A systematic analysis of the content of images (such as ads), including the subjects depicted, their composition, motifs and other artistic elements, with particular concern for their meaning or interpretation. In advertising research, the term may also refer to the use of image elements as a way to probe respondents about a theme or set of ideas or a way to represent a brand image (e.g., a researcher may ask people whether they associate a given brand with family imagery vs. nature scenery).
Research methods used in advertising and marketing for testing many creative concepts in order to winnow them down to a smaller number that should be carried forward for further creative or advertising development purposes. Also referred to as “concept screening”.
A working session with a group of two or more people, aimed at generating a range of different ideas or solutions to a marketing challenge, advertising issue, or advertising message. This is frequently done through the use of thought-provoking stimuli, to open up participants’ imaginations. Ideation sessions are typically led by a trained moderator who utilizes a variety of methods to elicit a range of responses. Ideation sessions can be conducted with consumers or with employees of companies or creative teams, to help generate new ideas.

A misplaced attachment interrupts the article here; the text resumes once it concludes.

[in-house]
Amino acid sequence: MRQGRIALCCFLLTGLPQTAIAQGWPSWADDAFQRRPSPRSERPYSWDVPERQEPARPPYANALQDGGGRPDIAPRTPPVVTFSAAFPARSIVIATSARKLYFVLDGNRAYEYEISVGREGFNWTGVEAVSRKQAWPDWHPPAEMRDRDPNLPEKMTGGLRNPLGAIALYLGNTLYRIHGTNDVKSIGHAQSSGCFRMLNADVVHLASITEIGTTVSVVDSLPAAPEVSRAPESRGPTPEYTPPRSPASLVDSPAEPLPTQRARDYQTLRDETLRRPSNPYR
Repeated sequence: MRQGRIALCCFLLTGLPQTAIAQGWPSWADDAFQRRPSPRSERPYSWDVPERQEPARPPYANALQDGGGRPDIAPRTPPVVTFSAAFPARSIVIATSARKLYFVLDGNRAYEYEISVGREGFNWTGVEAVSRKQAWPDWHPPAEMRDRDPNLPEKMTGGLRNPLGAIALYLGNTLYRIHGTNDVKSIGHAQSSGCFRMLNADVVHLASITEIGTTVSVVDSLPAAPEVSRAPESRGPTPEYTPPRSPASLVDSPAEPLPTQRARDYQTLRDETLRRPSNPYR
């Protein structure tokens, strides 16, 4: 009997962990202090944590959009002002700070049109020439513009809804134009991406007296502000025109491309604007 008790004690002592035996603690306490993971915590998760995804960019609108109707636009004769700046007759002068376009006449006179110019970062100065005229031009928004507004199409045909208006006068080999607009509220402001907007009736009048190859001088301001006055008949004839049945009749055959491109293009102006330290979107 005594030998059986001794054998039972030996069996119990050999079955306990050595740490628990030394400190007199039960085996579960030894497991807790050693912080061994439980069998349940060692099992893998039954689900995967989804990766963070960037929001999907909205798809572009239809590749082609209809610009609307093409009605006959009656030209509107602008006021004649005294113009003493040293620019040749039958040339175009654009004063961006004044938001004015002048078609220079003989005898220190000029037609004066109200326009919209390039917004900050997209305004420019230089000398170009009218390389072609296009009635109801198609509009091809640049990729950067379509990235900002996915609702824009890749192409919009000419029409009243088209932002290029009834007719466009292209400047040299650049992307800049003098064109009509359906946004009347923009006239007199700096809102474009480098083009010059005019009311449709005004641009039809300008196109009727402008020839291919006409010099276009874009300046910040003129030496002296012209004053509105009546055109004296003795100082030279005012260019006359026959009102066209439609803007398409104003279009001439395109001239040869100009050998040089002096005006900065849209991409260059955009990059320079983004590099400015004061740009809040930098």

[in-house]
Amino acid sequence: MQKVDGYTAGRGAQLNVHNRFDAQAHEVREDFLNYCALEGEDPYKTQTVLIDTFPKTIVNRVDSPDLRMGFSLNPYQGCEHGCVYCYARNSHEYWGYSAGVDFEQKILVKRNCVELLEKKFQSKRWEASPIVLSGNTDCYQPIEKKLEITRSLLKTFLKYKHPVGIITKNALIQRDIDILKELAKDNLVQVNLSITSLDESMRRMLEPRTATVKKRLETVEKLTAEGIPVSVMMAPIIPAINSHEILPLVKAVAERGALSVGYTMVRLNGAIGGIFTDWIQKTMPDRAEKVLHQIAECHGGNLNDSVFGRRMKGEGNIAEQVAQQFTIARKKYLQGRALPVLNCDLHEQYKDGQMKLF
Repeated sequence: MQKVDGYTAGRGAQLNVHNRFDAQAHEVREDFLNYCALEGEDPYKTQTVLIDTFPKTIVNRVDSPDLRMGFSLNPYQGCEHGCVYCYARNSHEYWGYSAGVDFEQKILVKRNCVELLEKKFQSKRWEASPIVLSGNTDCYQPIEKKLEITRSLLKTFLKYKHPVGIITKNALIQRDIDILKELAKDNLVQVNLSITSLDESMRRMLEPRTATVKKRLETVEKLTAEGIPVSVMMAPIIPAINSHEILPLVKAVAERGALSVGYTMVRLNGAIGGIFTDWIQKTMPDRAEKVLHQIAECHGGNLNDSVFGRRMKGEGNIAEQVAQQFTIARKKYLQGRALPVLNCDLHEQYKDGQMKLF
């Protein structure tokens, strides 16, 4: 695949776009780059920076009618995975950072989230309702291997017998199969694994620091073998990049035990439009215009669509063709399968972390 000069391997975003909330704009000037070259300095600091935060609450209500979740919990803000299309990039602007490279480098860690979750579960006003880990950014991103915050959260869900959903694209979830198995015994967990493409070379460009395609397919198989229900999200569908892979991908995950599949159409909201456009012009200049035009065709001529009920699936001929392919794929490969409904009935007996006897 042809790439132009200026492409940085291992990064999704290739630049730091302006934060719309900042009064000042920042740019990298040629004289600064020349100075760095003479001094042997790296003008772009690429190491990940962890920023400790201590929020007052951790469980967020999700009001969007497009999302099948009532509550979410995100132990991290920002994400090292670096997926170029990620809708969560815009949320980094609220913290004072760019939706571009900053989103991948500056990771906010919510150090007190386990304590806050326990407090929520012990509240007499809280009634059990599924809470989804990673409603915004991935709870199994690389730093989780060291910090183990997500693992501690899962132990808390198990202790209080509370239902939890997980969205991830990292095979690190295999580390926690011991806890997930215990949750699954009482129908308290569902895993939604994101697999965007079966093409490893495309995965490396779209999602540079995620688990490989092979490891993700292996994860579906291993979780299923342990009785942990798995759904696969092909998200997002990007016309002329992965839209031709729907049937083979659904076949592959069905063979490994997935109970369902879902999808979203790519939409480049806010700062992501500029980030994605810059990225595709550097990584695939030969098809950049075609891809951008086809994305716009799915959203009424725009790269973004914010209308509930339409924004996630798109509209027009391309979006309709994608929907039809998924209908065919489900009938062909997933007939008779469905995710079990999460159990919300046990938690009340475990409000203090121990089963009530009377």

A strategy employing ad creative which is designed to burnish a brand’s or company’s persona, to promote perceptions about its unique or special qualities, power or attractiveness, rather than focusing on the characteristics of the product. For example, ads for athletic apparel may feature the prowess of individual athletes.
A type of advertising genre that features characters and lifestyles that are generally desirable or enviable to consumers. In this type of genre, the desire or envy that people feel for the featured characters and lifestyles is meant to “rub off” onto the associated brand, product or service.
Term used to refer to phenomena that are hidden, or not directly measurable, but often apparent via indirect assessment. For example, certain consumer motivations may not be easily measurable through direct questioning (because people are embarrassed about them or perhaps unaware of them), but these motivations may be revealed via associative or other projective techniques (e.g., see the “IAT/Implicit Association Test”). Often used interchangeably with the terms “Nonconscious,” or “Subconscious.” (See “Nonconcscious”).